Update, March 3, 11:39 a.m.: The death toll in Middle Tennessee has risen to at least 19 people, Tennessee Emergency Management Community reported Tuesday morning.
At least nine people are dead in Middle Tennessee after tornadoes stormed through the region early Tuesday morning, flattening buildings and leaving nearly 48,000 people without power. Two of those fatalities came from East Nashville, just north of downtown, police said. The city’s Germantown neighborhood also sustained serious devastation.
Tornadoes touched down throughout the region. “Two people died in Wilson County, four in Putnam, one in Davidson and one in Benton counties, according to TEMA community relations officer Maggie Hannan,” reports the Tennessean.
— Sam Shamburger (@shamnadoes) March 3, 2020
— Dan (@Daniel_Alley) March 3, 2020
Here’s a look at Main Street, the busiest street in East #Nashville. It’s closed while crews try to remove debris and restore power. This is a clothing store Molly Green—demolished. @WKRN pic.twitter.com/DRQ2hYR9ov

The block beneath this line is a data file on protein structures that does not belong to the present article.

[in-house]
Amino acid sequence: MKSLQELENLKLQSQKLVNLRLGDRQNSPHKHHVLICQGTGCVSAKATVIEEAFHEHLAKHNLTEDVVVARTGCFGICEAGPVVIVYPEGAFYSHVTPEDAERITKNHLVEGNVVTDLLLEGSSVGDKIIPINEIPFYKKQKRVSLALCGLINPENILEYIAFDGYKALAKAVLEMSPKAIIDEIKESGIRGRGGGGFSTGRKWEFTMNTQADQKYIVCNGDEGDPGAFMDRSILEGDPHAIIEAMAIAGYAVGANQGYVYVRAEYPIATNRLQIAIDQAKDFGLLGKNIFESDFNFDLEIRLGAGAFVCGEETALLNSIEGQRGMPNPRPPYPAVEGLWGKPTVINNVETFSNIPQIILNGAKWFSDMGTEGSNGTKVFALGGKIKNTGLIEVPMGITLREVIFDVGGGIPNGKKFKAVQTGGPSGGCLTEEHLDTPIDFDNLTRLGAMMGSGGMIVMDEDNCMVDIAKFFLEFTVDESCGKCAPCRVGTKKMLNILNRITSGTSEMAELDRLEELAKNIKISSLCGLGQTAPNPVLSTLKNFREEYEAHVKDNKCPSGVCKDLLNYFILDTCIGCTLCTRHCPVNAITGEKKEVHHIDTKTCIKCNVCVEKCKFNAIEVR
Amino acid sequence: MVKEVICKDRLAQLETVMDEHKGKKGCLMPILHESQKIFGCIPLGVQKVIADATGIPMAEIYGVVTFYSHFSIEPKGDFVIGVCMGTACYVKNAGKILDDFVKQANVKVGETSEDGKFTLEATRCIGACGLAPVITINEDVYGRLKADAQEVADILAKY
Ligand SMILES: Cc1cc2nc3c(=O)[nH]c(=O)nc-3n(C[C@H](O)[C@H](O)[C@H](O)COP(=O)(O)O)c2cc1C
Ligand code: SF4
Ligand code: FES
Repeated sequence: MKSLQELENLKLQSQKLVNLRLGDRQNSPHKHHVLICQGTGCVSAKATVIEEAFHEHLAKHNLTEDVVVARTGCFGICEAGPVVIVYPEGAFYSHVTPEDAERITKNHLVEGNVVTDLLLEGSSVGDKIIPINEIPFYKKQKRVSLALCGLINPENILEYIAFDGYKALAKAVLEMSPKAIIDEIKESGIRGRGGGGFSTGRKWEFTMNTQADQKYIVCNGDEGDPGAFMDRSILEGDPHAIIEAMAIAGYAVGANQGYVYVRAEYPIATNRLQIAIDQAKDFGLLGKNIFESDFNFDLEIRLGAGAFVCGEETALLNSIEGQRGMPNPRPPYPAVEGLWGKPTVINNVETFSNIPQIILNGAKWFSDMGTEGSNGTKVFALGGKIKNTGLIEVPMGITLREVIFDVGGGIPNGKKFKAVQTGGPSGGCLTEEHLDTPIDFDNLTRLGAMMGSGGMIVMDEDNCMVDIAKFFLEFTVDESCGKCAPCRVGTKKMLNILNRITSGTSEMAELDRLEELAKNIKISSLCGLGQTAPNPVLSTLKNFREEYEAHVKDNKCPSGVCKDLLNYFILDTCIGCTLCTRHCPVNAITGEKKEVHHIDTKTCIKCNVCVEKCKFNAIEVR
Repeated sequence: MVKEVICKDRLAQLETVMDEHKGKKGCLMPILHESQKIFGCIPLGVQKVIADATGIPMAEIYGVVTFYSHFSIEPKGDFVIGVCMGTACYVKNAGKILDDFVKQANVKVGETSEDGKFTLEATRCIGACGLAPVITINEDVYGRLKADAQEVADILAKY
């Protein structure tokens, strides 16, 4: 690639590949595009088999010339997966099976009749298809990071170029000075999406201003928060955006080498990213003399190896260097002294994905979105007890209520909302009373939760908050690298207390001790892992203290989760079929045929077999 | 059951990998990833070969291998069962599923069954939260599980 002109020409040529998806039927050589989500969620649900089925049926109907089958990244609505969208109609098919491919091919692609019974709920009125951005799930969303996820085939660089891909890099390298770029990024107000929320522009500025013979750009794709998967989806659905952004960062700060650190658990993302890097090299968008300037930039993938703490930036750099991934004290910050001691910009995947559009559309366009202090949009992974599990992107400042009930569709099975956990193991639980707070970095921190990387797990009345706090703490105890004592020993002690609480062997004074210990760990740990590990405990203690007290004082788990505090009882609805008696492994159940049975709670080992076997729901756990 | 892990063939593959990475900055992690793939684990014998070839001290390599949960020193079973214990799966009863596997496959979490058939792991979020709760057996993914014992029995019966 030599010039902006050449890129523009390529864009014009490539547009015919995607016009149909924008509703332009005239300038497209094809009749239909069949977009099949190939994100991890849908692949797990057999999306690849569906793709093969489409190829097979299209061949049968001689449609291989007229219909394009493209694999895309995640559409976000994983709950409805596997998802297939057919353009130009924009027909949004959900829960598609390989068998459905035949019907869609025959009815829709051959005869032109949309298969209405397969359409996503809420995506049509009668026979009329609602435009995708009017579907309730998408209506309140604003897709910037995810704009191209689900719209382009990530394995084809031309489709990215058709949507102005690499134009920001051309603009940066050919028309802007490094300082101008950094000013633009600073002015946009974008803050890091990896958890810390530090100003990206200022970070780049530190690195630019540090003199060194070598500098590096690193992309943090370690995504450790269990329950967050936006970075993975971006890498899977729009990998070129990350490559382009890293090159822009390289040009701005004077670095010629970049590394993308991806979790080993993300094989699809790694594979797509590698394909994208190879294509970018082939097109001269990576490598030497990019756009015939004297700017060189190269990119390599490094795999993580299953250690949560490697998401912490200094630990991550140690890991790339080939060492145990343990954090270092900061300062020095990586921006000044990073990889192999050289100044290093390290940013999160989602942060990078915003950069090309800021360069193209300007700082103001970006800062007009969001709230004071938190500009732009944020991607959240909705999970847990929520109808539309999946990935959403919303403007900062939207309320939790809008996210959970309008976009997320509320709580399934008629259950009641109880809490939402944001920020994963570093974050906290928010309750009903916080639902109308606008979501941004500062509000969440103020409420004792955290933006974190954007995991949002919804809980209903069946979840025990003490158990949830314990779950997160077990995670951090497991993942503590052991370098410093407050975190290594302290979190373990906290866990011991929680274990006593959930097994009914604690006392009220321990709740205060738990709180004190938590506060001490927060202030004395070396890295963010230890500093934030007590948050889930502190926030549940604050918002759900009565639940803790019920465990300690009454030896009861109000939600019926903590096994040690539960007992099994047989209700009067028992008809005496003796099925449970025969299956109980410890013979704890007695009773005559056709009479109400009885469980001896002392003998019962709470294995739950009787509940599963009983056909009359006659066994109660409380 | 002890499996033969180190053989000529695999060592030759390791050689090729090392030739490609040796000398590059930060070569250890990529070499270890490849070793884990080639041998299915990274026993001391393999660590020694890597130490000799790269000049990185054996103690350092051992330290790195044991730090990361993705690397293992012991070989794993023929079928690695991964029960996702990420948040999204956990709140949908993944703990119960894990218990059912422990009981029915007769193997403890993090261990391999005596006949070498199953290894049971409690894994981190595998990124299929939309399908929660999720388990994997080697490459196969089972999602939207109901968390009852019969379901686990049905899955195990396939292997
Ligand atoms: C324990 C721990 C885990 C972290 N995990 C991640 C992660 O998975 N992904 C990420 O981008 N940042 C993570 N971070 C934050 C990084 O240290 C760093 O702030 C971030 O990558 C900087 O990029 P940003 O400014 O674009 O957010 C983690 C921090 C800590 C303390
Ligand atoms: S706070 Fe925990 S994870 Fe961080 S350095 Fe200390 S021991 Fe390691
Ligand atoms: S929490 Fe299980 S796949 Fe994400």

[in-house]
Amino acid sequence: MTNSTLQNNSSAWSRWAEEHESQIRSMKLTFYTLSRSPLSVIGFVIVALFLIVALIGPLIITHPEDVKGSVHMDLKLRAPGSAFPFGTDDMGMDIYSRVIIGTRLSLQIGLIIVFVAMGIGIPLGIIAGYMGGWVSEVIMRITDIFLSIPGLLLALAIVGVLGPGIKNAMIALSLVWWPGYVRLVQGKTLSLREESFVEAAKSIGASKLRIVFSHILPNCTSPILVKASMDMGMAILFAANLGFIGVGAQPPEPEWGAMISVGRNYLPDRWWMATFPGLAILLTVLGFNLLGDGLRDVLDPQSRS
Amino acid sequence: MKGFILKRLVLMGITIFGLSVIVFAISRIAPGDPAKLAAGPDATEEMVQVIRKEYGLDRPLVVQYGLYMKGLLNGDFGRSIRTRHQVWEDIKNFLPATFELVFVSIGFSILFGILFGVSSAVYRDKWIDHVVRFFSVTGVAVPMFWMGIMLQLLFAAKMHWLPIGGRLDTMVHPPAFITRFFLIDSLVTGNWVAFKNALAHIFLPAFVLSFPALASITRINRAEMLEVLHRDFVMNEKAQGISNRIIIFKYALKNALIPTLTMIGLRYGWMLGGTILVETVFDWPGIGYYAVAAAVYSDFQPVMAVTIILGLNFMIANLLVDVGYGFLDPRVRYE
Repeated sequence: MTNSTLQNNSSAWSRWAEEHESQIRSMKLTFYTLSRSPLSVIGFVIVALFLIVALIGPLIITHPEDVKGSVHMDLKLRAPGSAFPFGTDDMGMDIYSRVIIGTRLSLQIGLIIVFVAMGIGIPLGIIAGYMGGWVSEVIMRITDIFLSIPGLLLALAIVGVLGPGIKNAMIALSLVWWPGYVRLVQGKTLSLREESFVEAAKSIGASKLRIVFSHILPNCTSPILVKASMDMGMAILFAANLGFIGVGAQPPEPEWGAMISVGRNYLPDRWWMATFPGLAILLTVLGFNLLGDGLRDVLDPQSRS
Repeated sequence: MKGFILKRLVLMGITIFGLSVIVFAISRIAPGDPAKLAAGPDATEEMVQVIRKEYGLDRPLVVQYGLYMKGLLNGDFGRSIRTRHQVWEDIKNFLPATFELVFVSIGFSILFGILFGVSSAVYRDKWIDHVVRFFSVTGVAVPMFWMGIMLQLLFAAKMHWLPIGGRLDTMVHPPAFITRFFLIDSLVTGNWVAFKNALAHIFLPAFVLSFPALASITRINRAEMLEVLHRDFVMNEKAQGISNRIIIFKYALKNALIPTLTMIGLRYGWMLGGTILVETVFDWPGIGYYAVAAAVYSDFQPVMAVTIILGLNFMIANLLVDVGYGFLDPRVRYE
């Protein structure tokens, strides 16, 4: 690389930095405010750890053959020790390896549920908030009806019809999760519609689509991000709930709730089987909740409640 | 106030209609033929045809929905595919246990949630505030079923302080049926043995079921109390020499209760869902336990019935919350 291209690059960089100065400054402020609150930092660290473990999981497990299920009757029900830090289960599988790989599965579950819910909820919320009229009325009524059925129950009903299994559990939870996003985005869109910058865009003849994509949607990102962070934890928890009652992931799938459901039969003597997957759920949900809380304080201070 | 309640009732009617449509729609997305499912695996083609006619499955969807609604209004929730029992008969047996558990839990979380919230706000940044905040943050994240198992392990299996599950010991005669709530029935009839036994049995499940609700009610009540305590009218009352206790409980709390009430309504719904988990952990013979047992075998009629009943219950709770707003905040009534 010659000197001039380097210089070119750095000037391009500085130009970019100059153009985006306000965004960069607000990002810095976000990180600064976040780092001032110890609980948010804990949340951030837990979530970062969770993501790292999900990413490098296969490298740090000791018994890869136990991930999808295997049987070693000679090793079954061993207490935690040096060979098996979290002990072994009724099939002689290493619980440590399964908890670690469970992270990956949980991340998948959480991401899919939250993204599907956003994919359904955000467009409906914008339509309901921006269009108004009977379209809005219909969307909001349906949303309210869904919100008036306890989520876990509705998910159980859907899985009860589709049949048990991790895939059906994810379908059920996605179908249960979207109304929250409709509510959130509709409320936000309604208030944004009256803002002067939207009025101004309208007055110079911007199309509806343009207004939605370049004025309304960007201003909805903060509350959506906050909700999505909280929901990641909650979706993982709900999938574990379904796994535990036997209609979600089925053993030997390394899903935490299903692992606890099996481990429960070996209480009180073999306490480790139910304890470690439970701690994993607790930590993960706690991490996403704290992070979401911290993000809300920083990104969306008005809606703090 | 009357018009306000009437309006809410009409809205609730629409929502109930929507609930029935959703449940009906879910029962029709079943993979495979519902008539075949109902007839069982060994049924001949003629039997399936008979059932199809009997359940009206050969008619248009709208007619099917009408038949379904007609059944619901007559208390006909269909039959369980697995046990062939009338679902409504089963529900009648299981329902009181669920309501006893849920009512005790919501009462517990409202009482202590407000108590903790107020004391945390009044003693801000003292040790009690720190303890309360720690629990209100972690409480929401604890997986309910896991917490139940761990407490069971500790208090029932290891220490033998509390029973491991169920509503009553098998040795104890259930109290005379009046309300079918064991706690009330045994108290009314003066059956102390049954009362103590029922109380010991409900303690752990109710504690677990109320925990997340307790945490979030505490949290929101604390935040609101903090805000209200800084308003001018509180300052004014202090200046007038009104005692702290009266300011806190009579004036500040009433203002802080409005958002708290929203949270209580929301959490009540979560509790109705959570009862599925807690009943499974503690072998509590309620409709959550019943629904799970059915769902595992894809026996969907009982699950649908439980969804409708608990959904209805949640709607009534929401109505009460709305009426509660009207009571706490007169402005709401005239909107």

— Stassy Olmos (@StassyOlmos) March 3, 2020
— Korey O'Brien (@koreyobrienTV) March 3, 2020
Aftermath of tornado in Nashville pic.twitter.com/nheWy8wUXI
— Celia Darrough (@celiadarrough) March 3, 2020
Sadly, the tornado damage in Nashville is only going to become profound as the sun comes up. pic.twitter.com/lmZbDqwjzR
— Chris Conte (@chrisconte) March 3, 2020
At a legendary music venue in East Nashville, the building was nearly destroyed, but the iconic “I believe in Nashville” mural remains.
— Christopher Hale (@chrisjollyhale) March 3, 2020
Drone video showed storm damage in Mount Juliet, Tennessee, which is located east of Nashville.
— NBC News (@NBCNews) March 3, 2020
— Maggie Carlo (@Maggie_Carlo_) March 3, 2020
“It’s not looking good right now. We still have several people missing, a lot of loved ones calling in wanting us to locate their family,” Putnam County Sheriff Eddie Farris told WKRN. “We certainly hope that number doesn’t go up, but it’s not looking real promising at this point.”
Just before 3:00 a.m. local time, the Nashville Fire Department said it was responding to 40 structure collapses. Polling locations in the Super Tuesday state were reportedly among the damaged buildings.
A donation site to support the victims has been set up by the Community Foundation of Middle Tennessee